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A Simulation Trainer for Complex Articular Fracture Surgery
Tameem M. Yehyawi, MD1; Thaddeus P. Thomas, PhD1; Gary T. Ohrt, BS1; J. Lawrence Marsh, MD1; Matthew D. Karam, MD1; Thomas D. Brown, PhD1; Donald D. Anderson, PhD1
1 Department of Orthopaedics and Rehabilitation, The University of Iowa Hospitals and Clinics, 200 Hawkins Drive, 01008 JPP, Iowa City, IA 52242. E-mail address for T.M. Yehyawi: tameem-yehyawi@uiowa.edu
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Investigation performed at the Department of Orthopaedics and Rehabilitation, The University of Iowa, Iowa City, Iowa



Disclosure: One or more of the authors received payments or services, either directly or indirectly (i.e., via his or her institution), from a third party in support of an aspect of this work. In addition, one or more of the authors, or his or her institution, has had a financial relationship, in the thirty-six months prior to submission of this work, with an entity in the biomedical arena that could be perceived to influence or have the potential to influence what is written in this work. No author has had any other relationships, or has engaged in any other activities, that could be perceived to influence or have the potential to influence what is written in this work. The complete Disclosures of Potential Conflicts of Interest submitted by authors are always provided with the online version of the article.

Copyright © 2013 by The Journal of Bone and Joint Surgery, Inc.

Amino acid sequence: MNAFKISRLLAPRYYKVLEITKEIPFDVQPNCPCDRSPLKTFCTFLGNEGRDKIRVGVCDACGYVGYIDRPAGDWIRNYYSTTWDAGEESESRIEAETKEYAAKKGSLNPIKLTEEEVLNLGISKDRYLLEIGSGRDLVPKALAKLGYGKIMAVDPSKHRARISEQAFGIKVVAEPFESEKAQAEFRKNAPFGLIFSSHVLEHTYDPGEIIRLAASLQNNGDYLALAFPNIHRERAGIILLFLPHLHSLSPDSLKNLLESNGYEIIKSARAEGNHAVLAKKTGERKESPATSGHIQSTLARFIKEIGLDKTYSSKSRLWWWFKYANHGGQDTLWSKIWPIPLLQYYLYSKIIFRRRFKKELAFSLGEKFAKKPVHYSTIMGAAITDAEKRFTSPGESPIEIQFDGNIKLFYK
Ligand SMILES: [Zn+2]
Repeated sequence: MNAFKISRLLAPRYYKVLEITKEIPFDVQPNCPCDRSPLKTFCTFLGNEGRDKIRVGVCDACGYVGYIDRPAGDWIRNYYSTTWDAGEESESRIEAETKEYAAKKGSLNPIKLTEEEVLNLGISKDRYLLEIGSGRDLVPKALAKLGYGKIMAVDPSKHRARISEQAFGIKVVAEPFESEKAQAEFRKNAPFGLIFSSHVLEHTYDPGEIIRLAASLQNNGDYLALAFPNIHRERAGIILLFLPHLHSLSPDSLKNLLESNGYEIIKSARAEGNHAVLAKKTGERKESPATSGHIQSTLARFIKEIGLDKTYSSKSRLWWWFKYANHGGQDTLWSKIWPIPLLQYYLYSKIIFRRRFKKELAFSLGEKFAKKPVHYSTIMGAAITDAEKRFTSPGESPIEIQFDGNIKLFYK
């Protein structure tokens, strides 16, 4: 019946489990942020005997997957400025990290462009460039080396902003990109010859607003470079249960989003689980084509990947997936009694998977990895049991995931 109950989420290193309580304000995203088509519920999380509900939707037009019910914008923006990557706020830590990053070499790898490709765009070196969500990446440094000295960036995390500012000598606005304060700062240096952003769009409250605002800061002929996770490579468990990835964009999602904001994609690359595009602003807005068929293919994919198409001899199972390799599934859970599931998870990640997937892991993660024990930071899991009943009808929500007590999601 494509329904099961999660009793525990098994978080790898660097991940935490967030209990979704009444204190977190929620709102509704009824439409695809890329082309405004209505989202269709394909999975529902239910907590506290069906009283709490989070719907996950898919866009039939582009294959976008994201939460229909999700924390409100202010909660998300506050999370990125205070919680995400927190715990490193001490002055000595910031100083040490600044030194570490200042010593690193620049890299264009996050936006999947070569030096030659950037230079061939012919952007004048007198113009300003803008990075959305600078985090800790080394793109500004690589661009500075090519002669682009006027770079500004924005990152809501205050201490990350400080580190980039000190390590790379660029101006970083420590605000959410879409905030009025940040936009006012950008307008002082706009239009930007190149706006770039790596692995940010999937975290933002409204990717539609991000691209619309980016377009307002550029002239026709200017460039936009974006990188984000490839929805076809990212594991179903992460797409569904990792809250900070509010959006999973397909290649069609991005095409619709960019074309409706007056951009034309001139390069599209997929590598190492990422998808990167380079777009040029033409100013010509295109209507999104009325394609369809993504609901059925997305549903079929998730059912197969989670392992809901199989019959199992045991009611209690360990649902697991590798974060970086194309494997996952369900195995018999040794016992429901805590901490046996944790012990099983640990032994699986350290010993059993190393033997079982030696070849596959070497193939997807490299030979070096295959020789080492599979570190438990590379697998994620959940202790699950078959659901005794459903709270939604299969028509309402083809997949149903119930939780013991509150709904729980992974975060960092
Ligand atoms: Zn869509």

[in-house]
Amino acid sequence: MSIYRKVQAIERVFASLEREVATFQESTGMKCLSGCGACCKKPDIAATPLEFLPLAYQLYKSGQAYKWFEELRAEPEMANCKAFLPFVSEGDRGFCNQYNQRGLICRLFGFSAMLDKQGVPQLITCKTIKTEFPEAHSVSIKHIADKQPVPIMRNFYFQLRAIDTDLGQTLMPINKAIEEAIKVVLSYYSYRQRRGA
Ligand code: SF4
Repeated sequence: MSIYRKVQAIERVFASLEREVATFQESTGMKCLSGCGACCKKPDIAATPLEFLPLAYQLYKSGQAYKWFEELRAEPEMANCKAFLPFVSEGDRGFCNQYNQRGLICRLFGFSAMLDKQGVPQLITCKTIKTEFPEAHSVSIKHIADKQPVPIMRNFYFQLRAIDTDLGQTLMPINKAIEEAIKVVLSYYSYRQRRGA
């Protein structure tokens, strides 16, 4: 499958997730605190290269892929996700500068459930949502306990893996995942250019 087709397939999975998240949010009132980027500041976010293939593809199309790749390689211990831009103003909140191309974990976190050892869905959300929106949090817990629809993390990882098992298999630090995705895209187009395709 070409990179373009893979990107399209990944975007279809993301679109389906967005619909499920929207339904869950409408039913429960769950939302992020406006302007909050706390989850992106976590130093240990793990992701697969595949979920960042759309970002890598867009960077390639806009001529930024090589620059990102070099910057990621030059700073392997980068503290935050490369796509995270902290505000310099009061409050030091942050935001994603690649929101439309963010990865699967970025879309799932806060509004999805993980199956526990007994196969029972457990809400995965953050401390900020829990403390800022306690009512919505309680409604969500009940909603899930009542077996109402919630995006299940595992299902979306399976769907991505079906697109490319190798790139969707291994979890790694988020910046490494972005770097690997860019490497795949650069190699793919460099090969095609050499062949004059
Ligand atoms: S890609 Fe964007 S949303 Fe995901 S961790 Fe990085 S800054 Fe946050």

J Bone Joint Surg Am, 2013 Jul 03;95(13):e92 1-8. doi: 10.2106/JBJS.L.00554
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Abstract

Background: 

The purposes of this study were (1) to develop a physical model to improve articular fracture reduction skills, (2) to develop objective assessment methods to evaluate these skills, and (3) to assess the construct validity of the simulation.

Methods: 

A surgical simulation was staged utilizing surrogate tibial plafond fractures. Multiple three-segment radio-opacified polyurethane foam fracture models were produced from the same mold, ensuring uniform surgical complexity between trials. Using fluoroscopic guidance, five senior and seven junior orthopaedic residents reduced the fracture through a limited anterior window. The residents were assessed on the basis of time to completion, hand movements (tracked with use of a motion capture system), and quality of the obtained reduction.

Results: 

All but three of the residents successfully reduced and fixed the fracture fragments (one senior resident and two junior residents completed the reduction but were unsuccessful in fixating all fragments). Senior residents had an average time to completion of 13.43 minutes, an average gross articular step-off of 3.00 mm, discrete hand motions of 540 actions, and a cumulative hand motion distance of 79 m. Junior residents had an average time to completion of 14.75 minutes, an average gross articular step-off of 3.09 mm, discrete hand motions of 511 actions, and a cumulative hand motion distance of 390 m.

Conclusions: 

The large difference in cumulative hand motion distance, despite comparable numbers of discrete hand motion events, indicates that senior residents were more precise in their hand motions. The present experiment establishes the basic construct validity of the simulation trainer. Further studies are required to demonstrate that this laboratory-based model for articular fracture reduction training, along with an objective assessment of performance, can be used to improve resident surgical skills.

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    References

    Accreditation Statement
    These activities have been planned and implemented in accordance with the Essential Areas and policies of the Accreditation Council for Continuing Medical Education (ACCME) through the joint sponsorship of the American Academy of Orthopaedic Surgeons and The Journal of Bone and Joint Surgery, Inc. The American Academy of Orthopaedic Surgeons is accredited by the ACCME to provide continuing medical education for physicians.
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